The Conservatives need to denounce Sloan’s comments immediately, and Sloan should most certainly apologize to Canadians for his outrageous, racist, and frankly seditious remarks. And we must certainly do all that we can to force them to do so.

But of course, Sloan’s comments don’t exist in a vacuum. They are part of a larger current of thought that seeks to reshape and reduce the COVID-19 narrative to the culpability of China, Chinese people and those who look Asian.

In this vision, the World Health Organization is controlled by China, and even Canada’s Dr. Bruce Aylward, a senior adviser to the organization, becomes suspected of being a foreign agent. The evidence? They were overly celebratory of China’s COVID-19 response and would not officially recognize Taiwan. It matters little in this narrative that the former is in line with studies by Western epidemiologists and that the latter stems from the complicated political reality that Taiwan is not a member of the United Nations and thus is not guaranteed membership in the WHO.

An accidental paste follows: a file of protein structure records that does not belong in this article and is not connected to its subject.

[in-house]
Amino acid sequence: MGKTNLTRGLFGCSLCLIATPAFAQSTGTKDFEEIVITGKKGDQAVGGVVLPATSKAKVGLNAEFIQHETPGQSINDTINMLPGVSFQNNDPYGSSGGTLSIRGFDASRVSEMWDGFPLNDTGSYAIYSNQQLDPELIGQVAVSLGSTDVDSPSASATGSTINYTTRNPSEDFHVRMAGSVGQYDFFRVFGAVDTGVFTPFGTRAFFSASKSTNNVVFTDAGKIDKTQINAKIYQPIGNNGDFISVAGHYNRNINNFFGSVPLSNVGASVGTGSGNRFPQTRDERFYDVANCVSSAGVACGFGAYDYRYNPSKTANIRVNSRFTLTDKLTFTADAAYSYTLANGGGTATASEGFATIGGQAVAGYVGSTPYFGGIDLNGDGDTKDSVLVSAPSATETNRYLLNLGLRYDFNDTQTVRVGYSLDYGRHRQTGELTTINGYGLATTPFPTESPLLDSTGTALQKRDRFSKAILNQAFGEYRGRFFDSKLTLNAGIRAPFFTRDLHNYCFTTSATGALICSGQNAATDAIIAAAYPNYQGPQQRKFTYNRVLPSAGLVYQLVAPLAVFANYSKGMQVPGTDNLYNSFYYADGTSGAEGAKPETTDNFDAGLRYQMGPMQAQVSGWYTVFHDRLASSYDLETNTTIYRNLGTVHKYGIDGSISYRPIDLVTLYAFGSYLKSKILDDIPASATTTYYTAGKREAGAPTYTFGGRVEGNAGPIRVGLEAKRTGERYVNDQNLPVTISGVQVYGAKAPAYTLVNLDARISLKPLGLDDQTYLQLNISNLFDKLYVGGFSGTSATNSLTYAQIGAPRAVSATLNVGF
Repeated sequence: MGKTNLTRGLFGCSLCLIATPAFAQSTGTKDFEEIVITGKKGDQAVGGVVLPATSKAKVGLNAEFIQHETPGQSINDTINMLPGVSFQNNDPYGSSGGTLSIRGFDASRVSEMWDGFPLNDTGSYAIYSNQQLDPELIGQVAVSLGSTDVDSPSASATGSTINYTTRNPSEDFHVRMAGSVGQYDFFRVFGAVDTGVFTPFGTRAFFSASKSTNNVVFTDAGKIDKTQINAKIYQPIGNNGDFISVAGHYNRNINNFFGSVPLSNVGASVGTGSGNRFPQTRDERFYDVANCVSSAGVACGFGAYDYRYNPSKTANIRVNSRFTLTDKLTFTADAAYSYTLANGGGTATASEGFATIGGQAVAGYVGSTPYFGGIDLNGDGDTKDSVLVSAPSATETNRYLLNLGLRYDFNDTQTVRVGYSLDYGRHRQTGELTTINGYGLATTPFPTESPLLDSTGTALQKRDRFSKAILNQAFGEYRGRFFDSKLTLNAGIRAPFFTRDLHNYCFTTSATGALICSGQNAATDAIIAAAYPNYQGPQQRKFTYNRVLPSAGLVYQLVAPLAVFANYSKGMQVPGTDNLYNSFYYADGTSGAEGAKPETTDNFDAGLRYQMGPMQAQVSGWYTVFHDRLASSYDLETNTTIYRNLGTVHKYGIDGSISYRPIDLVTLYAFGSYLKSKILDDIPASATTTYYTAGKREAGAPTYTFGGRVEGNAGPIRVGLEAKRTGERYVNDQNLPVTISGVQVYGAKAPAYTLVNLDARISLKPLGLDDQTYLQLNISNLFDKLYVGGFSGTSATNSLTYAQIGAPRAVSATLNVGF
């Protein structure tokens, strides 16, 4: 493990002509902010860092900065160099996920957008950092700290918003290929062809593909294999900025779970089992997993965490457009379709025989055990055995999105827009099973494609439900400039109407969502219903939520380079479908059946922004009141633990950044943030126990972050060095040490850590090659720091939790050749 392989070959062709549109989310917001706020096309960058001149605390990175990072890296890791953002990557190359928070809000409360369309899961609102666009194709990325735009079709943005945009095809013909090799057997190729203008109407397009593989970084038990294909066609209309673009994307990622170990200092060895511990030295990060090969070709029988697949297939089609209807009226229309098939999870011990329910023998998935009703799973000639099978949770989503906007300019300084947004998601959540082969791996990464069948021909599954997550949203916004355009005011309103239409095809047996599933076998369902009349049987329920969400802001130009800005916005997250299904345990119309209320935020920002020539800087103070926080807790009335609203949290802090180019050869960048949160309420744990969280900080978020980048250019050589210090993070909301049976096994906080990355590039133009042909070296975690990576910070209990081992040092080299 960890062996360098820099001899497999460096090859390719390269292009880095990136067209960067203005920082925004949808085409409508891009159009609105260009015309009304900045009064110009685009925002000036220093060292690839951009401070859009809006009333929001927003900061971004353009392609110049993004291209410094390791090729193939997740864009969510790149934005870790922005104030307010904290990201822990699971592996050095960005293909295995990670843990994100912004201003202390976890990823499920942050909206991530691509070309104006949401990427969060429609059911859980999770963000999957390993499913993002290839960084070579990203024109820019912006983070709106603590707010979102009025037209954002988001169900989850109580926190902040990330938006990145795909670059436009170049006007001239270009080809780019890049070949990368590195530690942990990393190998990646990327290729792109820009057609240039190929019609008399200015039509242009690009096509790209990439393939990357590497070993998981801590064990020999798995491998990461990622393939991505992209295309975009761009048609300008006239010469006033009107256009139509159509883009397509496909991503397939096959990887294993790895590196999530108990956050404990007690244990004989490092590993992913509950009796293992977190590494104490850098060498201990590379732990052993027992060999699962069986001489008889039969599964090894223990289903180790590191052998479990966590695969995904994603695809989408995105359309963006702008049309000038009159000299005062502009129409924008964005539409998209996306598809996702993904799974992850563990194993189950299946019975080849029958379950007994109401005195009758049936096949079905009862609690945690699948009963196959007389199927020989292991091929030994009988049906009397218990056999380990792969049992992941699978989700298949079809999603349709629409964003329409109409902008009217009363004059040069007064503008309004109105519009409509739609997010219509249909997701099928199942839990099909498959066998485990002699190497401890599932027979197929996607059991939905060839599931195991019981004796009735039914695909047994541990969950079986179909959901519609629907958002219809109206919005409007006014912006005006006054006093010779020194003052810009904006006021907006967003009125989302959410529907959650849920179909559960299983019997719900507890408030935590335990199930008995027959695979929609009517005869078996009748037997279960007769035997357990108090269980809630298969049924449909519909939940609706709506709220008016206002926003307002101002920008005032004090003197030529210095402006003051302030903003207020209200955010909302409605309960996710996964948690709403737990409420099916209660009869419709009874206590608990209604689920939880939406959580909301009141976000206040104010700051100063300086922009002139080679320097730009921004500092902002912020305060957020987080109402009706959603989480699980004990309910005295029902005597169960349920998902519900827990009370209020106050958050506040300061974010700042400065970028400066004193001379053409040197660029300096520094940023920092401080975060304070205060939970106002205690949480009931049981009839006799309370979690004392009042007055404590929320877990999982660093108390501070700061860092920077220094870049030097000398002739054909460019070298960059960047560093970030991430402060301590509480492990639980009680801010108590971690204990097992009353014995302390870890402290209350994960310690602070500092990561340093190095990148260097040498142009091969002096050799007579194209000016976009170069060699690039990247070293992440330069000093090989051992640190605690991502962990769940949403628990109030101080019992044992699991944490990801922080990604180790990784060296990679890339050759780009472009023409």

Membership in global political bodies is a complex issue. It would be disingenuous to say that complying with United Nations protocol makes Dr. Aylward or WHO Director-General Tedros Adhanom Ghebreyesus agents of the Chinese government.

Yet the narrative of Chinese culpability is growing in prominence, in part because of growing bi-partisan approval in the United States. Trump’s persistent racialization of the coronavirus — he has repeatedly referred to it as the “Chinese virus” — has played a part. His latest campaign video seeks to shape the upcoming U.S. election around China, claiming that as “China cripples America,” Biden has gone soft on it.